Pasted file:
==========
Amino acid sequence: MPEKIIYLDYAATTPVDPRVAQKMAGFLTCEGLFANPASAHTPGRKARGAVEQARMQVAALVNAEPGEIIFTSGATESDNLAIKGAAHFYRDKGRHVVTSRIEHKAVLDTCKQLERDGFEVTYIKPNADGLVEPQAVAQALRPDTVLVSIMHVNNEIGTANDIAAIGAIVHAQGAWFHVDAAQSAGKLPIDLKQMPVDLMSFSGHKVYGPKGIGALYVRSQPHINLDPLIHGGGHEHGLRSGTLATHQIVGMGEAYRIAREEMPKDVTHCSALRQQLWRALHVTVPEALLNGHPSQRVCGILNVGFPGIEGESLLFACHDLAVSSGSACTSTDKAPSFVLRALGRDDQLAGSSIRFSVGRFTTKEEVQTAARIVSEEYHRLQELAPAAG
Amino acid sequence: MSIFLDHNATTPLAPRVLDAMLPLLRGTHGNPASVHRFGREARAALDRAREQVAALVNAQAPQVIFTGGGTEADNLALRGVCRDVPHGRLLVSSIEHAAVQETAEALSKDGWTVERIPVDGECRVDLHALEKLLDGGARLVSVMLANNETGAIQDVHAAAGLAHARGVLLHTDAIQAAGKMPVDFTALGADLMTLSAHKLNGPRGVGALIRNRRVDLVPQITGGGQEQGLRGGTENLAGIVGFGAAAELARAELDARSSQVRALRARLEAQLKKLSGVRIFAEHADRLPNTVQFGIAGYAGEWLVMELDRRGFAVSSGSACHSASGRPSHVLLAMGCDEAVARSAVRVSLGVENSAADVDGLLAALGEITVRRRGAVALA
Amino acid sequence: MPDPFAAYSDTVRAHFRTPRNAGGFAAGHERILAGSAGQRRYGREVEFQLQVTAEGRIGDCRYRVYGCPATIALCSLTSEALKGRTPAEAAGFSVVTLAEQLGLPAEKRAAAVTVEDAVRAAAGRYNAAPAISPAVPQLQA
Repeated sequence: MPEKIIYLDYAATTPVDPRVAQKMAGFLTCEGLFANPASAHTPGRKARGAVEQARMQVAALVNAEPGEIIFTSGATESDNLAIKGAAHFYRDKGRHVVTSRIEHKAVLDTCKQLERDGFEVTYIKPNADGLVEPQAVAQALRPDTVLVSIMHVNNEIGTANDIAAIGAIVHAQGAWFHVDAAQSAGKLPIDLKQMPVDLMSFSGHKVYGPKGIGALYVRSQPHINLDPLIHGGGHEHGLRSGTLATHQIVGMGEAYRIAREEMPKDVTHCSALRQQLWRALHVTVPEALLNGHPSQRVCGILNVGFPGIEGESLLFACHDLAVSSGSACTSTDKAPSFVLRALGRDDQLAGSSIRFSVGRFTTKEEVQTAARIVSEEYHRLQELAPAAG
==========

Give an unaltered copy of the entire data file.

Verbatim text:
Amino acid sequence: MPEKIIYLDYAATTPVDPRVAQKMAGFLTCEGLFANPASAHTPGRKARGAVEQARMQVAALVNAEPGEIIFTSGATESDNLAIKGAAHFYRDKGRHVVTSRIEHKAVLDTCKQLERDGFEVTYIKPNADGLVEPQAVAQALRPDTVLVSIMHVNNEIGTANDIAAIGAIVHAQGAWFHVDAAQSAGKLPIDLKQMPVDLMSFSGHKVYGPKGIGALYVRSQPHINLDPLIHGGGHEHGLRSGTLATHQIVGMGEAYRIAREEMPKDVTHCSALRQQLWRALHVTVPEALLNGHPSQRVCGILNVGFPGIEGESLLFACHDLAVSSGSACTSTDKAPSFVLRALGRDDQLAGSSIRFSVGRFTTKEEVQTAARIVSEEYHRLQELAPAAG
Amino acid sequence: MSIFLDHNATTPLAPRVLDAMLPLLRGTHGNPASVHRFGREARAALDRAREQVAALVNAQAPQVIFTGGGTEADNLALRGVCRDVPHGRLLVSSIEHAAVQETAEALSKDGWTVERIPVDGECRVDLHALEKLLDGGARLVSVMLANNETGAIQDVHAAAGLAHARGVLLHTDAIQAAGKMPVDFTALGADLMTLSAHKLNGPRGVGALIRNRRVDLVPQITGGGQEQGLRGGTENLAGIVGFGAAAELARAELDARSSQVRALRARLEAQLKKLSGVRIFAEHADRLPNTVQFGIAGYAGEWLVMELDRRGFAVSSGSACHSASGRPSHVLLAMGCDEAVARSAVRVSLGVENSAADVDGLLAALGEITVRRRGAVALA
Amino acid sequence: MPDPFAAYSDTVRAHFRTPRNAGGFAAGHERILAGSAGQRRYGREVEFQLQVTAEGRIGDCRYRVYGCPATIALCSLTSEALKGRTPAEAAGFSVVTLAEQLGLPAEKRAAAVTVEDAVRAAAGRYNAAPAISPAVPQLQA
Repeated sequence: MPEKIIYLDYAATTPVDPRVAQKMAGFLTCEGLFANPASAHTPGRKARGAVEQARMQVAALVNAEPGEIIFTSGATESDNLAIKGAAHFYRDKGRHVVTSRIEHKAVLDTCKQLERDGFEVTYIKPNADGLVEPQAVAQALRPDTVLVSIMHVNNEIGTANDIAAIGAIVHAQGAWFHVDAAQSAGKLPIDLKQMPVDLMSFSGHKVYGPKGIGALYVRSQPHINLDPLIHGGGHEHGLRSGTLATHQIVGMGEAYRIAREEMPKDVTHCSALRQQLWRALHVTVPEALLNGHPSQRVCGILNVGFPGIEGESLLFACHDLAVSSGSACTSTDKAPSFVLRALGRDDQLAGSSIRFSVGRFTTKEEVQTAARIVSEEYHRLQELAPAAG